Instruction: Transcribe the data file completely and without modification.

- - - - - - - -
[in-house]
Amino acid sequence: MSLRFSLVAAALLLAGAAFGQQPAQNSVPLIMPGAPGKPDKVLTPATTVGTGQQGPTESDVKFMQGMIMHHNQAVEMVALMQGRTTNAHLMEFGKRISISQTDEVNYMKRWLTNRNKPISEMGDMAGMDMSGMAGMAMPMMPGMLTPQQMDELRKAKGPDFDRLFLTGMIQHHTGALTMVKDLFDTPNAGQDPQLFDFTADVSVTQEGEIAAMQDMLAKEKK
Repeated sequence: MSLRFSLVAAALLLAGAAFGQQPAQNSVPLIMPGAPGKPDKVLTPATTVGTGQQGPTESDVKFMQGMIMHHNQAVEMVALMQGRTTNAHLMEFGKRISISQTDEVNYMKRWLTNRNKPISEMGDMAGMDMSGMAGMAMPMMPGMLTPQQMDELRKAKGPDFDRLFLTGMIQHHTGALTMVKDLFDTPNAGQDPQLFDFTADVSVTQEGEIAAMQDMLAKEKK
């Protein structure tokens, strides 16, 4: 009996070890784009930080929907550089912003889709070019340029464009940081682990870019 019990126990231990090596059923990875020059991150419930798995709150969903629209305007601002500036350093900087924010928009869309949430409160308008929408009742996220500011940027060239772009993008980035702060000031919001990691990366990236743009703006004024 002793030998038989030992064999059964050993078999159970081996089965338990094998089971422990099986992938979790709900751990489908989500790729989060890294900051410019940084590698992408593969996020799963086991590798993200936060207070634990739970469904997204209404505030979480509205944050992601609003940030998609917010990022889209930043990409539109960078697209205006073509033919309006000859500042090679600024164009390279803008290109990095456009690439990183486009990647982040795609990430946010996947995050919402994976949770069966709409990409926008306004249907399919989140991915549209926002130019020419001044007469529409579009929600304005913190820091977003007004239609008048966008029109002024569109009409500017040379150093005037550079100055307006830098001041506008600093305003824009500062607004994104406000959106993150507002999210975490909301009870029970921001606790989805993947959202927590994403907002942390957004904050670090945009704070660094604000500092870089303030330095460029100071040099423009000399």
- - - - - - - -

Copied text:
[in-house]
Amino acid sequence: MSLRFSLVAAALLLAGAAFGQQPAQNSVPLIMPGAPGKPDKVLTPATTVGTGQQGPTESDVKFMQGMIMHHNQAVEMVALMQGRTTNAHLMEFGKRISISQTDEVNYMKRWLTNRNKPISEMGDMAGMDMSGMAGMAMPMMPGMLTPQQMDELRKAKGPDFDRLFLTGMIQHHTGALTMVKDLFDTPNAGQDPQLFDFTADVSVTQEGEIAAMQDMLAKEKK
Repeated sequence: MSLRFSLVAAALLLAGAAFGQQPAQNSVPLIMPGAPGKPDKVLTPATTVGTGQQGPTESDVKFMQGMIMHHNQAVEMVALMQGRTTNAHLMEFGKRISISQTDEVNYMKRWLTNRNKPISEMGDMAGMDMSGMAGMAMPMMPGMLTPQQMDELRKAKGPDFDRLFLTGMIQHHTGALTMVKDLFDTPNAGQDPQLFDFTADVSVTQEGEIAAMQDMLAKEKK
């Protein structure tokens, strides 16, 4: 009996070890784009930080929907550089912003889709070019340029464009940081682990870019 019990126990231990090596059923990875020059991150419930798995709150969903629209305007601002500036350093900087924010928009869309949430409160308008929408009742996220500011940027060239772009993008980035702060000031919001990691990366990236743009703006004024 002793030998038989030992064999059964050993078999159970081996089965338990094998089971422990099986992938979790709900751990489908989500790729989060890294900051410019940084590698992408593969996020799963086991590798993200936060207070634990739970469904997204209404505030979480509205944050992601609003940030998609917010990022889209930043990409539109960078697209205006073509033919309006000859500042090679600024164009390279803008290109990095456009690439990183486009990647982040795609990430946010996947995050919402994976949770069966709409990409926008306004249907399919989140991915549209926002130019020419001044007469529409579009929600304005913190820091977003007004239609008048966008029109002024569109009409500017040379150093005037550079100055307006830098001041506008600093305003824009500062607004994104406000959106993150507002999210975490909301009870029970921001606790989805993947959202927590994403907002942390957004904050670090945009704070660094604000500092870089303030330095460029100071040099423009000399």